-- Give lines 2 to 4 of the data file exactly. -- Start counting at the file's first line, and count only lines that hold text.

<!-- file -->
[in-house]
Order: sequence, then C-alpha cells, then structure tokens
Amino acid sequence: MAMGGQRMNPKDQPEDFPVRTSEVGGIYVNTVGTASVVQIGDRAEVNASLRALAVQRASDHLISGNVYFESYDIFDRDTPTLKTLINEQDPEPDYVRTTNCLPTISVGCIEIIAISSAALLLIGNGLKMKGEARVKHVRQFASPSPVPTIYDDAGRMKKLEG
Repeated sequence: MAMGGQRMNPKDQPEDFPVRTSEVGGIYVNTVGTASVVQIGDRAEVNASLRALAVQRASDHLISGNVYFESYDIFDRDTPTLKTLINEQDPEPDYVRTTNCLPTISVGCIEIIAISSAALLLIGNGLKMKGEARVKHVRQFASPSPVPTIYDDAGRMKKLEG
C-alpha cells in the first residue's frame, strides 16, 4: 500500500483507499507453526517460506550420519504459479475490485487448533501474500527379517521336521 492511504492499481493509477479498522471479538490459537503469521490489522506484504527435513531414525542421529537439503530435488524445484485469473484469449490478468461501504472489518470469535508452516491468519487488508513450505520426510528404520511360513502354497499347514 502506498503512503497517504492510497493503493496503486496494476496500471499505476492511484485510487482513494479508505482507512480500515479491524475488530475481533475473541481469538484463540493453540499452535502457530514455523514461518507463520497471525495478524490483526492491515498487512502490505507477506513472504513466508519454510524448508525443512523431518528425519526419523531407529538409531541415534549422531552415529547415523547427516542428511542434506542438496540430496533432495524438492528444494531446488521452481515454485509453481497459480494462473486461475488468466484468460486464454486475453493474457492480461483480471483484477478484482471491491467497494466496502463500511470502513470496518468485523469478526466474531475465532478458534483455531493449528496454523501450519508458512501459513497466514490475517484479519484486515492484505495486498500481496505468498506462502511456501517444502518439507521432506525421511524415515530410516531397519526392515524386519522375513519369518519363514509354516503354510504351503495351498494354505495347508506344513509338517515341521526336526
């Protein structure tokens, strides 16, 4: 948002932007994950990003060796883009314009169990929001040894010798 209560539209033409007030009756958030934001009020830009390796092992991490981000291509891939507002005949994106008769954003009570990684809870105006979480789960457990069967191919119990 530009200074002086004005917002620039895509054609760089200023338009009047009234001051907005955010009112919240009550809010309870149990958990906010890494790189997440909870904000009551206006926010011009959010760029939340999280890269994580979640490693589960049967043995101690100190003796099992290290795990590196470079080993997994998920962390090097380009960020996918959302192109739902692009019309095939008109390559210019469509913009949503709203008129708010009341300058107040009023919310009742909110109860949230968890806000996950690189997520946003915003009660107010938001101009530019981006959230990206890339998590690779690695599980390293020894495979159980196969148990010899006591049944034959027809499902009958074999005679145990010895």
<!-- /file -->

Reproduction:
Order: sequence, then C-alpha cells, then structure tokens
Amino acid sequence: MAMGGQRMNPKDQPEDFPVRTSEVGGIYVNTVGTASVVQIGDRAEVNASLRALAVQRASDHLISGNVYFESYDIFDRDTPTLKTLINEQDPEPDYVRTTNCLPTISVGCIEIIAISSAALLLIGNGLKMKGEARVKHVRQFASPSPVPTIYDDAGRMKKLEG
Repeated sequence: MAMGGQRMNPKDQPEDFPVRTSEVGGIYVNTVGTASVVQIGDRAEVNASLRALAVQRASDHLISGNVYFESYDIFDRDTPTLKTLINEQDPEPDYVRTTNCLPTISVGCIEIIAISSAALLLIGNGLKMKGEARVKHVRQFASPSPVPTIYDDAGRMKKLEG